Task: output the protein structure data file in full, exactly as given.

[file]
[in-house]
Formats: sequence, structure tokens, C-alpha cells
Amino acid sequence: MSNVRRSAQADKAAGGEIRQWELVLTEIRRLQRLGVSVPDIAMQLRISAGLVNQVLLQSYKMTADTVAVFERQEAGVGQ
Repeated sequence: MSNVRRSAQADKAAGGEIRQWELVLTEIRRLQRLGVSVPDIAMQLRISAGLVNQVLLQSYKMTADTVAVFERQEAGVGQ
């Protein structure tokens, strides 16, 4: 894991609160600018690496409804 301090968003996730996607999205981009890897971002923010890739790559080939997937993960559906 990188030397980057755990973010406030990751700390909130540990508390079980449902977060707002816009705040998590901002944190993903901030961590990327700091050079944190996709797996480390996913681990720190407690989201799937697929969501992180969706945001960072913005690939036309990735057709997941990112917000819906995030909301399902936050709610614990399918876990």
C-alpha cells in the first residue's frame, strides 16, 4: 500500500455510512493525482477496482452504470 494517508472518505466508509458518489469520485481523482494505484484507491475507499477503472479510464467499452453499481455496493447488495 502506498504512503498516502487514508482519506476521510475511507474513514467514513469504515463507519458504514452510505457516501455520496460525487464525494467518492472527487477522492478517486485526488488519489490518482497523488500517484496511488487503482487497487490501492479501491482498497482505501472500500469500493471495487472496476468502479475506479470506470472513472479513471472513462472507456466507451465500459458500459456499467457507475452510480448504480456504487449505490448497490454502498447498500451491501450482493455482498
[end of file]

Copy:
[in-house]
Formats: sequence, structure tokens, C-alpha cells
Amino acid sequence: MSNVRRSAQADKAAGGEIRQWELVLTEIRRLQRLGVSVPDIAMQLRISAGLVNQVLLQSYKMTADTVAVFERQEAGVGQ
Repeated sequence: MSNVRRSAQADKAAGGEIRQWELVLTEIRRLQRLGVSVPDIAMQLRISAGLVNQVLLQSYKMTADTVAVFERQEAGVGQ
């Protein structure tokens, strides 16, 4: 894991609160600018690496409804 301090968003996730996607999205981009890897971002923010890739790559080939997937993960559906 990188030397980057755990973010406030990751700390909130540990508390079980449902977060707002816009705040998590901002944190993903901030961590990327700091050079944190996709797996480390996913681990720190407690989201799937697929969501992180969706945001960072913005690939036309990735057709997941990112917000819906995030909301399902936050709610614990399918876990």
C-alpha cells in the first residue's frame, strides 16, 4: 500500500455510512493525482477496482452504470 494517508472518505466508509458518489469520485481523482494505484484507491475507499477503472479510464467499452453499481455496493447488495 502506498504512503498516502487514508482519506476521510475511507474513514467514513469504515463507519458504514452510505457516501455520496460525487464525494467518492472527487477522492478517486485526488488519489490518482497523488500517484496511488487503482487497487490501492479501491482498497482505501472500500469500493471495487472496476468502479475506479470506470472513472479513471472513462472507456466507451465500459458500459456499467457507475452510480448504480456504487449505490448497490454502498447498500451491501450482493455482498